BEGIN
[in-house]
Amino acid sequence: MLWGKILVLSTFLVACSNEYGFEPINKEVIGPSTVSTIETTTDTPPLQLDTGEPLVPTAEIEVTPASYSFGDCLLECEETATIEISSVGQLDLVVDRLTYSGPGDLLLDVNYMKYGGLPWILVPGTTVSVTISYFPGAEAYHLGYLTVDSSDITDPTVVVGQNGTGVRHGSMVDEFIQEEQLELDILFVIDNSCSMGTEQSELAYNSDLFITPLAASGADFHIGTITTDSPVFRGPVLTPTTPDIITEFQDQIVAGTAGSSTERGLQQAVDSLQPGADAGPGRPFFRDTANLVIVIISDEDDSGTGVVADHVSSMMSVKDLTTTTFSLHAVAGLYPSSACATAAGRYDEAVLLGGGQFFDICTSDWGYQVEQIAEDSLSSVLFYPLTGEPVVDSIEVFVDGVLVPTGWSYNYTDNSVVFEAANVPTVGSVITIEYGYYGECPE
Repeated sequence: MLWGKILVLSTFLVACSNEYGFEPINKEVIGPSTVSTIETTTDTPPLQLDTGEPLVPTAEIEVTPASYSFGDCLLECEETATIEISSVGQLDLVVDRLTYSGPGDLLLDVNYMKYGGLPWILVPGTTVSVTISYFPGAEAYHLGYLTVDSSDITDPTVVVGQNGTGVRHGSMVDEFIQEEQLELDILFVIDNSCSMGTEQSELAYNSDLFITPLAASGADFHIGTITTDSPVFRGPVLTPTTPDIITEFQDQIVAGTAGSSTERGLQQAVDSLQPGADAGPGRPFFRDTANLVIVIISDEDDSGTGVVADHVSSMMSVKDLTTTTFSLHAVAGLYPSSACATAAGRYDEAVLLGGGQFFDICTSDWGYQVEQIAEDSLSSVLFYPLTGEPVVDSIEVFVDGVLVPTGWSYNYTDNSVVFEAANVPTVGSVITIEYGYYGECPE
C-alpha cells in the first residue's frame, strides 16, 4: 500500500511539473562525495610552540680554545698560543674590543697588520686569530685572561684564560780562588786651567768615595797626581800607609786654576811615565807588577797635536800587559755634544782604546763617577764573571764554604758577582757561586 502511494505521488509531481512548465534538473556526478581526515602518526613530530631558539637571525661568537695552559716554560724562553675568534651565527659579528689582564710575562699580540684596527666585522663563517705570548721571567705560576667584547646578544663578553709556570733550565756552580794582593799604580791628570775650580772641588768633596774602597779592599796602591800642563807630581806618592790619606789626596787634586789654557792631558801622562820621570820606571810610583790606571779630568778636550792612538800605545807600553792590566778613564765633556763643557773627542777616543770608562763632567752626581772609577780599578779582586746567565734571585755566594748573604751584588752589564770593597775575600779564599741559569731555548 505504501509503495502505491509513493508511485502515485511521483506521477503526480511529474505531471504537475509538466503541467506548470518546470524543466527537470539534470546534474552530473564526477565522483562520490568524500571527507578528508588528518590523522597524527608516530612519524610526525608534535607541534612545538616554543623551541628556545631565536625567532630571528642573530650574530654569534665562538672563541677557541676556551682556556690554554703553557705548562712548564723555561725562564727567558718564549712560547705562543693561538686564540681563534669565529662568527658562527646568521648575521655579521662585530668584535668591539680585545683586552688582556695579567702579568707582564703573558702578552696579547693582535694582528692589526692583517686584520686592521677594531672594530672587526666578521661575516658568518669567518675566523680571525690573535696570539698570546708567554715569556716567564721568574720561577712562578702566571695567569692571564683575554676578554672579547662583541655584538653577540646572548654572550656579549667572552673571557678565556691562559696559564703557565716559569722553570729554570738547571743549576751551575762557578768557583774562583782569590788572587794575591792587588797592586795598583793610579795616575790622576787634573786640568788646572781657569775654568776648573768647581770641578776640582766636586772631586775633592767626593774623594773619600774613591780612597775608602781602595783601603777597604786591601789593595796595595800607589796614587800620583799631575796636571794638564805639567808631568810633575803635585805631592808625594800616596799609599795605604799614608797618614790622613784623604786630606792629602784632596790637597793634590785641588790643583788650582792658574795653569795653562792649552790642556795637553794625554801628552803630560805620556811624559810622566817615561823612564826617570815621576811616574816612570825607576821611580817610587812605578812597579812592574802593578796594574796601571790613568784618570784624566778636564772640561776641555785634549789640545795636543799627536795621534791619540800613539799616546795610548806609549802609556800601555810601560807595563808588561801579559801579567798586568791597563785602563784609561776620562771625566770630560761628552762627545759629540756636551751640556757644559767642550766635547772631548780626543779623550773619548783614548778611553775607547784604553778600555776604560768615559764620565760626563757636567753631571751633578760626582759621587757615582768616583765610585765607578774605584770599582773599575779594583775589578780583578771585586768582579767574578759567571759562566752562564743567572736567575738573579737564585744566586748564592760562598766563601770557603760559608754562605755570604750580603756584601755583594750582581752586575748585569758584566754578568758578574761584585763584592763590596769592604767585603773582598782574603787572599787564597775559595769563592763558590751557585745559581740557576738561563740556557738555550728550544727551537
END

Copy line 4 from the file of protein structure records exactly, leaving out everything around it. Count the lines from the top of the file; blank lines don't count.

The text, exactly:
C-alpha cells in the first residue's frame, strides 16, 4: 500500500511539473562525495610552540680554545698560543674590543697588520686569530685572561684564560780562588786651567768615595797626581800607609786654576811615565807588577797635536800587559755634544782604546763617577764573571764554604758577582757561586 502511494505521488509531481512548465534538473556526478581526515602518526613530530631558539637571525661568537695552559716554560724562553675568534651565527659579528689582564710575562699580540684596527666585522663563517705570548721571567705560576667584547646578544663578553709556570733550565756552580794582593799604580791628570775650580772641588768633596774602597779592599796602591800642563807630581806618592790619606789626596787634586789654557792631558801622562820621570820606571810610583790606571779630568778636550792612538800605545807600553792590566778613564765633556763643557773627542777616543770608562763632567752626581772609577780599578779582586746567565734571585755566594748573604751584588752589564770593597775575600779564599741559569731555548 505504501509503495502505491509513493508511485502515485511521483506521477503526480511529474505531471504537475509538466503541467506548470518546470524543466527537470539534470546534474552530473564526477565522483562520490568524500571527507578528508588528518590523522597524527608516530612519524610526525608534535607541534612545538616554543623551541628556545631565536625567532630571528642573530650574530654569534665562538672563541677557541676556551682556556690554554703553557705548562712548564723555561725562564727567558718564549712560547705562543693561538686564540681563534669565529662568527658562527646568521648575521655579521662585530668584535668591539680585545683586552688582556695579567702579568707582564703573558702578552696579547693582535694582528692589526692583517686584520686592521677594531672594530672587526666578521661575516658568518669567518675566523680571525690573535696570539698570546708567554715569556716567564721568574720561577712562578702566571695567569692571564683575554676578554672579547662583541655584538653577540646572548654572550656579549667572552673571557678565556691562559696559564703557565716559569722553570729554570738547571743549576751551575762557578768557583774562583782569590788572587794575591792587588797592586795598583793610579795616575790622576787634573786640568788646572781657569775654568776648573768647581770641578776640582766636586772631586775633592767626593774623594773619600774613591780612597775608602781602595783601603777597604786591601789593595796595595800607589796614587800620583799631575796636571794638564805639567808631568810633575803635585805631592808625594800616596799609599795605604799614608797618614790622613784623604786630606792629602784632596790637597793634590785641588790643583788650582792658574795653569795653562792649552790642556795637553794625554801628552803630560805620556811624559810622566817615561823612564826617570815621576811616574816612570825607576821611580817610587812605578812597579812592574802593578796594574796601571790613568784618570784624566778636564772640561776641555785634549789640545795636543799627536795621534791619540800613539799616546795610548806609549802609556800601555810601560807595563808588561801579559801579567798586568791597563785602563784609561776620562771625566770630560761628552762627545759629540756636551751640556757644559767642550766635547772631548780626543779623550773619548783614548778611553775607547784604553778600555776604560768615559764620565760626563757636567753631571751633578760626582759621587757615582768616583765610585765607578774605584770599582773599575779594583775589578780583578771585586768582579767574578759567571759562566752562564743567572736567575738573579737564585744566586748564592760562598766563601770557603760559608754562605755570604750580603756584601755583594750582581752586575748585569758584566754578568758578574761584585763584592763590596769592604767585603773582598782574603787572599787564597775559595769563592763558590751557585745559581740557576738561563740556557738555550728550544727551537